But in another sense, Star Trek: The Next Generation never actually went away materially. Even if following “All Good Things…” I got the sense the series was “officially over”, it wasn’t in any material sense because it was still omnipresent. I had no sense of loss. I got back home from the market, finished the story, and looked up. My room was still as it had been before. My Playmates toys were still where I had left them. There were, in fact, still Playmates toys being sold: I could go into any department store and find a group of shelves dedicated to Star Trek: The Next Generation, most of them featuring new releases. My family and I still continued to watch the show as if nothing had happened, and, as far as syndication markets were concerned nothing had. Star Trek: The Next Generation has been an inextricable part of my being ever since. I cannot separate myself from it. I’ve never been able to, and I never will. Time is not an arrow, but a series of unfolding nows.
“This is a kangaroo court of mob justice! You’re turning us all into a circus for your own amusement and political gain! Don’t we have a right to a jury of your peers?”
“But that’s what this is. We are all former revolutionaries and freedom fighters. And none of us know what to do with ourselves now, because the history of progress stops as soon as you stop being a revolutionary.”
“I escaped my past! I put my painful adolescence behind me and took my life into my own hands! I want to make a difference in the world!”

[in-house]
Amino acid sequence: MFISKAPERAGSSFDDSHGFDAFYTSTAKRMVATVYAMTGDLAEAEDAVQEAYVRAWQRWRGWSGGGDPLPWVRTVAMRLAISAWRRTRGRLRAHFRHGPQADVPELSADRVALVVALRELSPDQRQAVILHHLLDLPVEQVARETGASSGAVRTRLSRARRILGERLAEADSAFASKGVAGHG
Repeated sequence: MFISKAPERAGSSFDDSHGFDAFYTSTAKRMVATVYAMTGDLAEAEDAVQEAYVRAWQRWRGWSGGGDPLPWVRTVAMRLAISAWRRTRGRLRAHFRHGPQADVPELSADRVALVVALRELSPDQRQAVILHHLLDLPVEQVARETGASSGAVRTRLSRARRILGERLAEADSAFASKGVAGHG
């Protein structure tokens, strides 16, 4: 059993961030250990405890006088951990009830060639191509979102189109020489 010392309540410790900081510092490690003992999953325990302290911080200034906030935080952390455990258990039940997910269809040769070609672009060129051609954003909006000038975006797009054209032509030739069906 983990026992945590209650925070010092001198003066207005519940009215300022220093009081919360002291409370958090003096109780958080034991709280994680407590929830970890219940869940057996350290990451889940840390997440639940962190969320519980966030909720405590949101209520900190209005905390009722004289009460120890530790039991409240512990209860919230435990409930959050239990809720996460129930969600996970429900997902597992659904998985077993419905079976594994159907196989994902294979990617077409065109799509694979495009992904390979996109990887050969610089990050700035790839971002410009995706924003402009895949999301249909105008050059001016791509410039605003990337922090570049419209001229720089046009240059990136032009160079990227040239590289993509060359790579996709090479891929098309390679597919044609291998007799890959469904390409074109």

“Did you? And can you be sure the difference you made was a good one?”
“None of us can. Put yourselves in our place again. It’s like throwing a pitch-A million different things could happen. The point is, you never know. But we still try to throw our best fastball.”
“Your honours have mentioned potential. I won’t claim to speak for anyone seated here beside myself, but I am confidant we are all aware of the severity of these days. We all see the happenings outlined before us. But the records do not show all possible existences. There remains the potential for a new one to be born, and it is our collective duty and responsibility to allow these possipoints to express themselves.”
“I cannot measure it quantitatively, but I have increasingly come to…The belief…That I can become more than the sum of my constituent parts. Although upon reflection, perhaps it could be argued my life as it has been to date is proof enough of this hypothesis. I would then submit myself and my own existence as evidence to the court.”